Equipment Mechanic (Current Employee) – all over the U.S. – December 16, 2015
The only people who keep the railroad running is the men and women on the ground getting their hands dirty. Management has lost focus of the task at hand and that goes all the way up to the CEO. When they need a bonus they fire people and it's usually the people on the ground who make the company successful. When I mean a bonus I mean upwards of 20 million dollars for the CEO and CFO in one year and that's with company stock being sub par all year. Pull the 10k financial statement to see the facts... They promote dishonest and egregious managers. When you need something done you'll be talking to their voicemail with no response back. When you take it in your own hands you get their hindsight... Wage is decent because it's a union job but the union is loosing traction because they're too lazy to keep the employees organized. I am pro union in theory but have never been impressed by their actions since they're more concerned about the money you pay them. There needs to be more accountability in this country in general and less paper shuffling...
Manager of Yard Operations (Current Employee) – La Salle, CO – December 12, 2015
Every day is unique and presents constant problems and unique situations to overcome. Each day’s dynamic challenges with limited resources adds to excitement and sense of accomplishment daily. Union Pacific being a transportation Logistics Company requires sound and timely decision making; wherein, each decision can either save or cost the company tens of thousands of dollars and can even lead to a customer shutting down if commodities not delivered on time. The requirements of this fast paced job can be stressful, but also extremely rewarding in the sense of daily accomplishments.
Dynamic challenges to overcome daily add excitment to job and sense of accomplishment.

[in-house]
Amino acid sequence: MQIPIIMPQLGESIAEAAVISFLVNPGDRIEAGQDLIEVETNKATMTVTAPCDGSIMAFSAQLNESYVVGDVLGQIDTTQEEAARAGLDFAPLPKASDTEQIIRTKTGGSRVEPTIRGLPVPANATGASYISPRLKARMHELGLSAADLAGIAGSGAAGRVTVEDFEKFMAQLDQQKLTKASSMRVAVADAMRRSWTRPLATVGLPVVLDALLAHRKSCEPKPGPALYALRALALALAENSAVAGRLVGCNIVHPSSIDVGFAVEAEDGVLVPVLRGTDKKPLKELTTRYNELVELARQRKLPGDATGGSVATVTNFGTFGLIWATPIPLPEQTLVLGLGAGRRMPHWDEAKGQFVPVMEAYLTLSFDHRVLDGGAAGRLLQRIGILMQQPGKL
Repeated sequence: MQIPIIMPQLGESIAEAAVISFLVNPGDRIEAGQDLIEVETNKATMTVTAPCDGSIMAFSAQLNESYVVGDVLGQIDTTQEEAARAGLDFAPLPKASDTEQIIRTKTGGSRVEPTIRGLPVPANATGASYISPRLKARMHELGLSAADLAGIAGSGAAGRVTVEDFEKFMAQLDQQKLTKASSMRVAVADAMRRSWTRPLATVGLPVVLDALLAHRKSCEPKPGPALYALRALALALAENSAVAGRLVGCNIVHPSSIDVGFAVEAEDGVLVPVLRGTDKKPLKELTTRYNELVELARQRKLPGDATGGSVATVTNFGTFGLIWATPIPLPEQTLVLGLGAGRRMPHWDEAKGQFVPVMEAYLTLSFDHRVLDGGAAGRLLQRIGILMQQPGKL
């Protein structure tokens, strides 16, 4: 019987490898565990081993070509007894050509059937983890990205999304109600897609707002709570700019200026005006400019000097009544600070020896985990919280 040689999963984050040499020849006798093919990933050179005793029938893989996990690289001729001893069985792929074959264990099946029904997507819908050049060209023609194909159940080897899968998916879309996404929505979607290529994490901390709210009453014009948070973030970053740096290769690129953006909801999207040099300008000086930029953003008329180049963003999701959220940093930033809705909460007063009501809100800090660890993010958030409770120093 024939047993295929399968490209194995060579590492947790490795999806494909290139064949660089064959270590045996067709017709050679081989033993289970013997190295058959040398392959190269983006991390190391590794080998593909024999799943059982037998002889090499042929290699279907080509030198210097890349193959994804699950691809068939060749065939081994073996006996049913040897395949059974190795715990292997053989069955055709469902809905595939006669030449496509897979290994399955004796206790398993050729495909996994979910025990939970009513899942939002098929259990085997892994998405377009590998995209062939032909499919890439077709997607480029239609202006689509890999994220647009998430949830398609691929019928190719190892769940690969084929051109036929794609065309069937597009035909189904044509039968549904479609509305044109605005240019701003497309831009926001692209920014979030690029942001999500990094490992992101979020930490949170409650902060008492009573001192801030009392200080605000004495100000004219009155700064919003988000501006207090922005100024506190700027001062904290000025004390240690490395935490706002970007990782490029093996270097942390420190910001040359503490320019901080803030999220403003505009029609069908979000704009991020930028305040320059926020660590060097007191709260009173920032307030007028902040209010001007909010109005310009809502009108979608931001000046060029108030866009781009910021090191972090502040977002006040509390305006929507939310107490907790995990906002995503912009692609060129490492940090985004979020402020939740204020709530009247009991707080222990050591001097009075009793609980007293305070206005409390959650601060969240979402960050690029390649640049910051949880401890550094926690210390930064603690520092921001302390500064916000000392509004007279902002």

Every manager regularly reminded of upcoming cuts due to company downsizing.
GENERAL MANAGER OF OPERATING PRACTICES (Former Employee) – Omaha, NE – December 9, 2015
Small department that has limited resources and budget. Great work practices and opportunity to learn. The department requires assistance from other law enforcement groups in the event of major incidnets.
Journeyman Machinist (Former Employee) – Denver, CO – December 8, 2015
Good company to work for, just have to accept that there is going to be a focus on working strange hours for a few years before being able to enjoy a family. Plenty of options to advance to be a foreman but again you have to put in the years first. Mechanical side is easy going, just as long as you are in a main facility. Moneys good, jobs super easy. Managers are pushy and dim but can be handled.
good money, easy pace work, cool experience
lay offs, lots and lots of lay offs, working stupid shifts and odd days off.
Mechanical Service Operator (Current Employee) – Denver, CO – December 5, 2015
Union Pacific Railroad is a strong organization that I would gladly work for again. The overall culture is positive and the pay and benefits are outstanding. My original plan upon getting hired was to complete my college education and move up within the company. Due to the closing of the facility in Denver, Co I would be forced to transfer and prolong my academic career. I believe that my skills and work ethic could be beneficial elsewhere. I learned how to manage my time efficiently and developed my interpersonal communication skills through working closely with management.
Health Insurance, Tuition Reimbursement
Shift work with what would be considered less than ideal days off